The distinction between Serbs and Albanians in Kosovo can be a convenient precedent for Belgrade in order to demand a special status for the Serb communities in other former Yugoslav republics in order to strengthen their political and economic influence there. This scenario may take place in Croatia, where on the border with Serbia in 1991-95 there was an unrecognized separatist entity Serbian Krajina Republic. With the support of the United States, Croatian troops were able to successfully carry out operations "Lightning" and "Storm", as a result of which the Serbian Krajina was liquidated, and managed to preserve the territorial integrity of the country. Up to 250 thousand Krajina Serbs left Croatia. In Croatia there is a branch of the Radical Serbian Party, the Danube Serb Party, the Independent Democratic Serb Party, which defends the right of the Krajina Serbs to return to their homes. A special status is hypothetically possible for the Serb community in Macedonia, where 35,000 Serbs live and there is the Ohrid Archdiocese with its parishes, which, like the Orthodox shrines in Kosovo, are connected with the Serbian Orthodox Church.

Kosovo Albanians are familiar with the ambitions of Serbian ultranationalists. Kosovo's Foreign Minister Enver Hoxhaj rejected the plan to delineate Kosovo. He drew attention to the fact that Kosovo is a "multinational" country and is not going to turn 1/5 of its country into autonomy, hostile to Pristina. It is not profitable for Kosovo Albanians to grant autonomy to the Serbs in the economic sphere. Nobody will pay compensation for the rejected Serbian enterprises. The Kosovo authorities do not want to return the Trepcha ore mining and processing enterprise in northern Kosovo to Serbia. Last year, the Kosovo parliament approved the transfer of the enterprise to local authorities. Before the conflict, the plant provided two-thirds of the GDP of Kosovo. At the mines in the north of Kosovo there are 60.5 million tons of ore with lead, zinc, and silver.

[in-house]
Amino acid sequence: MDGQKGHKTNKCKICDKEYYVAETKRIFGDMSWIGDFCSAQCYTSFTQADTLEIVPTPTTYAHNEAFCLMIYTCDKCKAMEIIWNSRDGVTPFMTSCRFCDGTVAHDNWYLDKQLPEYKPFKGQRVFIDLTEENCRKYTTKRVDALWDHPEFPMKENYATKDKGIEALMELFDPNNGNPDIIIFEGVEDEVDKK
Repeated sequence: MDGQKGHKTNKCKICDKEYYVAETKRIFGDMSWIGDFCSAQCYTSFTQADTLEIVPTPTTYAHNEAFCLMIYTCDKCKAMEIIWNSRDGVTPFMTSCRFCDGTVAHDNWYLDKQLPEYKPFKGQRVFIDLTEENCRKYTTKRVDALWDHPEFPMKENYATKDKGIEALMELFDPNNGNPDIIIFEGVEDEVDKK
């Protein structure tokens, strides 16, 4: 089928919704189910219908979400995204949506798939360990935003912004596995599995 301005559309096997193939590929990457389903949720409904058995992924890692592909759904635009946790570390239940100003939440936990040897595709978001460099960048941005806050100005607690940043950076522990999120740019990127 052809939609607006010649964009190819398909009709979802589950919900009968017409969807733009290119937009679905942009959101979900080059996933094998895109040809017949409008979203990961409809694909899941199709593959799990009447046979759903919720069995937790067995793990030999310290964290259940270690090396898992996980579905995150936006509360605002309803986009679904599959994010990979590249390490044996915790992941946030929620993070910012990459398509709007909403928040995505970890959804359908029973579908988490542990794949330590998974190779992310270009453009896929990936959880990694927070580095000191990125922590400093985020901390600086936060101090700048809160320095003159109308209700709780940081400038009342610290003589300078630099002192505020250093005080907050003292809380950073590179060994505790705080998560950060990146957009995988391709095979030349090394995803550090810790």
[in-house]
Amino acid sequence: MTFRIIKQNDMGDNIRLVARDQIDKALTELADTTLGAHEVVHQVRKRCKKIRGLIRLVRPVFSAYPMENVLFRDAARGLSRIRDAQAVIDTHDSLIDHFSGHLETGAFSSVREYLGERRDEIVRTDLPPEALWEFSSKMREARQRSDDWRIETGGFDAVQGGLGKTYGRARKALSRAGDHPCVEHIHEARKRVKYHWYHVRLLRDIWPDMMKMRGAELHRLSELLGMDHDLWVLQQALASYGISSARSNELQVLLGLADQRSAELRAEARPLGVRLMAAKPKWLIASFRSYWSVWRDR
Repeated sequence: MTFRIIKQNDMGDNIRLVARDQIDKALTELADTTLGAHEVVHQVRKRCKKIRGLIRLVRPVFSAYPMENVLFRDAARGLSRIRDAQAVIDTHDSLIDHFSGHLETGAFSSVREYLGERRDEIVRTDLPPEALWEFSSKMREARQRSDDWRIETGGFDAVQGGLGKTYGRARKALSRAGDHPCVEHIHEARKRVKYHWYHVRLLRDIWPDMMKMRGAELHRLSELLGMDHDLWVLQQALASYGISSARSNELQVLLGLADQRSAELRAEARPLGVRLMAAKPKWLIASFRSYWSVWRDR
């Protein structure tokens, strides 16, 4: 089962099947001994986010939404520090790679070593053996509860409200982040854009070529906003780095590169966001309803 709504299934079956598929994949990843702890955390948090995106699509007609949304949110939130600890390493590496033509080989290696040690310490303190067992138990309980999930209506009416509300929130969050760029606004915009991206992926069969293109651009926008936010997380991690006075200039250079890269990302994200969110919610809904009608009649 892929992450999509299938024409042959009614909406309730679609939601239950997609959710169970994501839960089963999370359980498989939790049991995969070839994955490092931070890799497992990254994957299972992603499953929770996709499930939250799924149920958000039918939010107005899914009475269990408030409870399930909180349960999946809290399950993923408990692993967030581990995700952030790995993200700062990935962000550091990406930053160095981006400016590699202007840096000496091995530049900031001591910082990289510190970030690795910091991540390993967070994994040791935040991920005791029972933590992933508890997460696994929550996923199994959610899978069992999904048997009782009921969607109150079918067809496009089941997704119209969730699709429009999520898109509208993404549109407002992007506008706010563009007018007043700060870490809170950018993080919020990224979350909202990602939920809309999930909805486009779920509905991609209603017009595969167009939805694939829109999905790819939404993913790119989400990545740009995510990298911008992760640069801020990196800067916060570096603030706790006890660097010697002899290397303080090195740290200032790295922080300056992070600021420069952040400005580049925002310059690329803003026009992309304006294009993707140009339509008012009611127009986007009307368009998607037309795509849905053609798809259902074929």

The Kosovo division is not supported by Albania, Macedonia, Montenegro. According to the former Prime Minister of Montenegro Milo Đukanović, the division of Kosovo will open the door for similar solutions in other countries. Wolfgang Ischinger also does not support this idea. Ethnic groups exist in almost all European countries, not to mention territorial disputes. If the initiative of Serbian politicians is implemented in Kosovo, then every village inhabited by national minorities will require a special status. Europe will plunge into the new Middle Ages in a state of fragmentation.

Unwanted precedent for Ukraine

Ivica Dačić is confident that Russia will support Serbia if the idea of Kosovo's delimitation becomes the official position of Serbia. Despite the fact that in the Russian press the idea of dividing Kosovo is perceived as acting in favor of the EU, Russia can learn certain lessons from the Serbian initiative on Kosovo to violate the territorial integrity of Ukraine. Russia could undermine Ukraine's efforts to return the Crimea. According to the leader of the Mejlis of Crimean Tatar people Refat Chubarov, after the annexation of the peninsula, the Crimean Tatars split into supporters of Ukraine and those who sold themselves to Russia.

The Kremlin can organize fictitious autonomy for Crimean Tatars in the territory of a separate region of Crimea with some attributes of the state: the constitution, the flag, the president, the parliament and the government among the pro-Russian Crimean Tatars. This territorial formation can be presented by the Russian authorities and local collaborators as a form of self-determination of the Crimean-Tatar people, who allegedly wants to remain part of Russia. The Kremlin will try to get rid of accusations of violating the rights of Crimean Tatars and discredit Ukrainian patriots among the autochthonous population of Crimea who want to return to Ukraine.